Capital Region

Apartment rents leveling off in some parts of Capital Region

'I think there’s still demand'
Iroquois Village on Alice Wagner Way in Niskayuna.
Iroquois Village on Alice Wagner Way in Niskayuna.

Monthly rents at multiunit Capital Region housing complexes continue to rise but the rate of increase has slowed markedly in some counties, a new market survey finds.

The perennial leader in the area housing market, Saratoga County, continues to have high rents, but the average rent increased only 1.52 percent from June 2016 to June 2017, according to Sunrise Management & Consulting.

In the 2017 edition of the report it has been issuing since 2001, the company looked at more than 1,900 apartment communities totaling more than 300,000 market-rate units in New England and New York, excluding New York City. This included 172 properties totaling 32,099 units in Albany, Rensselaer, Saratoga and Schenectady counties.

Sunrise President Jesse Holland said the report found considerable variation among the four counties, with Schenectady County rents jumping 6.86 percent over the past year as Saratoga County rents blipped up only 1.52 percent. The increase was 4.72 percent in Albany County and 1.94 percent in Rensselaer County.

The numbers illustrate the old rule that all real estate markets are local, Holland said. The Capital Region sometimes is viewed as a single market but it really isn’t, he said — it’s too large and too varied to be unified. Each of the four counties examined in the report has its own specific set of circumstances, and each has a city with a popular, growing downtown that is diverting some attention from suburbs.

The slowdown in rent increases may mean there is an adequate number of units for that particular market, and it may mean that developers and investors are taking a more conservative approach because of this, Holland said.

He said that a leveling off of rents does not mean Saratoga County is losing any momentum economically.

“I think there’s still demand — the rents are still going up, they’re just not going up as fast as they were.”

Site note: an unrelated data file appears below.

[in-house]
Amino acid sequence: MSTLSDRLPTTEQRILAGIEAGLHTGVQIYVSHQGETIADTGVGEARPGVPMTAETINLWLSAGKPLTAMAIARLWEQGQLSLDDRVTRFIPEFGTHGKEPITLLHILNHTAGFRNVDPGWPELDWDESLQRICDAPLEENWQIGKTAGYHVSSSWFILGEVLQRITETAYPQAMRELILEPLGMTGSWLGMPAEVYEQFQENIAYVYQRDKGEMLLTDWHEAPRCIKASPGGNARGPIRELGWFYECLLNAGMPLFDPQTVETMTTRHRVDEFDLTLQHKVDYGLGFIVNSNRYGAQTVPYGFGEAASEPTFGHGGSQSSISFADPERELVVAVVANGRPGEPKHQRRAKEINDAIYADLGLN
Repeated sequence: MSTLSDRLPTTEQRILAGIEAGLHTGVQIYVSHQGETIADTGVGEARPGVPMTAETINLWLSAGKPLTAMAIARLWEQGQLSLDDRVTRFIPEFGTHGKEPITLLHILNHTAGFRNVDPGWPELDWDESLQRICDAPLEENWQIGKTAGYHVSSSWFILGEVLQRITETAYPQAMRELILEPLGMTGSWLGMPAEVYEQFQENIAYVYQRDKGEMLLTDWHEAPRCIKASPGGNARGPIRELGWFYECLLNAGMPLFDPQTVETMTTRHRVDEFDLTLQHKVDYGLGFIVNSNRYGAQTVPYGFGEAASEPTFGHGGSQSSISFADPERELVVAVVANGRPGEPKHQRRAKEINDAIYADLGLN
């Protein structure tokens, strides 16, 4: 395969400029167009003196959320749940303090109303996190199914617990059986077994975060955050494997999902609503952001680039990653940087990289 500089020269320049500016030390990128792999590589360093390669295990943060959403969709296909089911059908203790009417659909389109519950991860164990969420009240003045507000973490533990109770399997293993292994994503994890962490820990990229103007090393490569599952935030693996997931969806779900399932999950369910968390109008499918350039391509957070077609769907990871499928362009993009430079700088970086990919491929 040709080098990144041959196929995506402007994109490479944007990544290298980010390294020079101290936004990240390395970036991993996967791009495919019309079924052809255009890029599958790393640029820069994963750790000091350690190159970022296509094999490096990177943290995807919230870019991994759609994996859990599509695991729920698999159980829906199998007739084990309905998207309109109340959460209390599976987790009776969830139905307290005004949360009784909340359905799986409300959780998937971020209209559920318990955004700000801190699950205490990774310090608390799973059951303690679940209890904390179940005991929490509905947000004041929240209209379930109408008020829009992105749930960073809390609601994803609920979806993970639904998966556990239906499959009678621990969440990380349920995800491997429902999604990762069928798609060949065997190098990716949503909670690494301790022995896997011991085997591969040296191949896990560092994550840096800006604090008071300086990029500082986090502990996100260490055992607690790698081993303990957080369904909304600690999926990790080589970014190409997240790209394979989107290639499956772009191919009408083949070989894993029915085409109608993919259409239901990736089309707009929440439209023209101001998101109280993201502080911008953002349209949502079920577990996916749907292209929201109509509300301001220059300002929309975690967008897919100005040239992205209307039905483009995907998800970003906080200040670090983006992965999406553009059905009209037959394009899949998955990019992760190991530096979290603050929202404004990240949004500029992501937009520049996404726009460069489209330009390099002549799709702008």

He added: “We’ve had a tremendous building boom in the Capital Region; however, as the numbers suggest, in some areas the demand has been satisfied. In others, there is still untapped demand.”

A factor in all this is young adults, many of whom lack the money or the inclination to become homeowners as early in life as their parents did.

“As the millennial generation moves towards marriage and babies, they may be directed more that way,” Holland said. “Many are renters by choice. The choice to buy or rent is much more based on lifestyle than on finances.”

He explained that renters don’t have to deal with home maintenance, and can easily relocate for career or life changes. However, they also don’t build any equity in their homes, or have the freedom to do what they want in them or to them. 

“There’s pros and cons to both,” Holland said. “At the end of the day, the finances tend to balance out between them.”

Albany-based Sunrise owns or manages about 1,500 rental units in the Capital Region.

Sunrise’s research found that the monthly rent per square foot averages $1.05 for apartments in Rensselaer County, $1.09 in Schenectady County, $1.11 in Albany County and $1.34 in Saratoga County, for a regionwide average of $1.10 per square foot.

The report indicated that the average monthly rent regionwide has risen from $1,248 to $1,496 from November 2012 to June 2017.

For that period, the increase was:

  • $1,216 to $1,529 in Albany County (17 percent).
  • $1,084 to $1,265 in Rensselaer County (9 percent).
  • $1,116 to $1,439 in Saratoga County (23 percent).
  • $936 to $1,156 in Schenectady County (18 percent).

(The Albany County apartments surveyed were substantially larger on average than in the other counties; on a per-square-foot basis, Saratoga County apartments are substantially more expensive.)

Other data included in the report:

  • The average year of construction of the 32,099 Capital Region apartments surveyed was 1988.
  • Average size is 1,299 square feet.
  • The 172 rental communities surveyed ranged from 22 to 952 units, with an average of 187.

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